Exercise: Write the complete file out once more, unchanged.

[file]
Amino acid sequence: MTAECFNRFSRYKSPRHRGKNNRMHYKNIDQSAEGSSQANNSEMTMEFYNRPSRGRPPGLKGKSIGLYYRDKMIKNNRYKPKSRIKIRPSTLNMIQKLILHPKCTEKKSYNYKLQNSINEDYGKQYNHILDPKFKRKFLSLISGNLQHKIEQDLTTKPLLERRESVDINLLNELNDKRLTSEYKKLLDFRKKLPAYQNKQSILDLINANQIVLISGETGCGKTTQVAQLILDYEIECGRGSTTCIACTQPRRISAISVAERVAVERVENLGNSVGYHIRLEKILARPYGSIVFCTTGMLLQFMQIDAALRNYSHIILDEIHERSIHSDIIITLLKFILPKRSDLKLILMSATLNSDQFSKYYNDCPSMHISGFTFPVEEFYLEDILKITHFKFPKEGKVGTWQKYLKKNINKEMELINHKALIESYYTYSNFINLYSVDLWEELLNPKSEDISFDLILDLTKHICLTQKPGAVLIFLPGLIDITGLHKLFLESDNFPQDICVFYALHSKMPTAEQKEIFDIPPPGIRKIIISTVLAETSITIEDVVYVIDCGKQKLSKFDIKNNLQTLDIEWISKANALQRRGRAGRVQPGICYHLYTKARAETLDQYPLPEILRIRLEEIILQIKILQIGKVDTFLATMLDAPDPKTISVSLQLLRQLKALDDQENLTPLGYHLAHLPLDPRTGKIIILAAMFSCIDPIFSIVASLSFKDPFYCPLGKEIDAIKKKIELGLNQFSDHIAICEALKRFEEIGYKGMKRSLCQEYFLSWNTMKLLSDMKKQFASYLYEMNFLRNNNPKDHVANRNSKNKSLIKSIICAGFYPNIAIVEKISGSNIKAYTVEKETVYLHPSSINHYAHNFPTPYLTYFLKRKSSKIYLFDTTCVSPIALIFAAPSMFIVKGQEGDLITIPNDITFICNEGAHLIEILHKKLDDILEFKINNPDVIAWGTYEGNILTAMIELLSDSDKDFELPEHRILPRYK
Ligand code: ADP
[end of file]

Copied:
Amino acid sequence: MTAECFNRFSRYKSPRHRGKNNRMHYKNIDQSAEGSSQANNSEMTMEFYNRPSRGRPPGLKGKSIGLYYRDKMIKNNRYKPKSRIKIRPSTLNMIQKLILHPKCTEKKSYNYKLQNSINEDYGKQYNHILDPKFKRKFLSLISGNLQHKIEQDLTTKPLLERRESVDINLLNELNDKRLTSEYKKLLDFRKKLPAYQNKQSILDLINANQIVLISGETGCGKTTQVAQLILDYEIECGRGSTTCIACTQPRRISAISVAERVAVERVENLGNSVGYHIRLEKILARPYGSIVFCTTGMLLQFMQIDAALRNYSHIILDEIHERSIHSDIIITLLKFILPKRSDLKLILMSATLNSDQFSKYYNDCPSMHISGFTFPVEEFYLEDILKITHFKFPKEGKVGTWQKYLKKNINKEMELINHKALIESYYTYSNFINLYSVDLWEELLNPKSEDISFDLILDLTKHICLTQKPGAVLIFLPGLIDITGLHKLFLESDNFPQDICVFYALHSKMPTAEQKEIFDIPPPGIRKIIISTVLAETSITIEDVVYVIDCGKQKLSKFDIKNNLQTLDIEWISKANALQRRGRAGRVQPGICYHLYTKARAETLDQYPLPEILRIRLEEIILQIKILQIGKVDTFLATMLDAPDPKTISVSLQLLRQLKALDDQENLTPLGYHLAHLPLDPRTGKIIILAAMFSCIDPIFSIVASLSFKDPFYCPLGKEIDAIKKKIELGLNQFSDHIAICEALKRFEEIGYKGMKRSLCQEYFLSWNTMKLLSDMKKQFASYLYEMNFLRNNNPKDHVANRNSKNKSLIKSIICAGFYPNIAIVEKISGSNIKAYTVEKETVYLHPSSINHYAHNFPTPYLTYFLKRKSSKIYLFDTTCVSPIALIFAAPSMFIVKGQEGDLITIPNDITFICNEGAHLIEILHKKLDDILEFKINNPDVIAWGTYEGNILTAMIELLSDSDKDFELPEHRILPRYK
Ligand code: ADP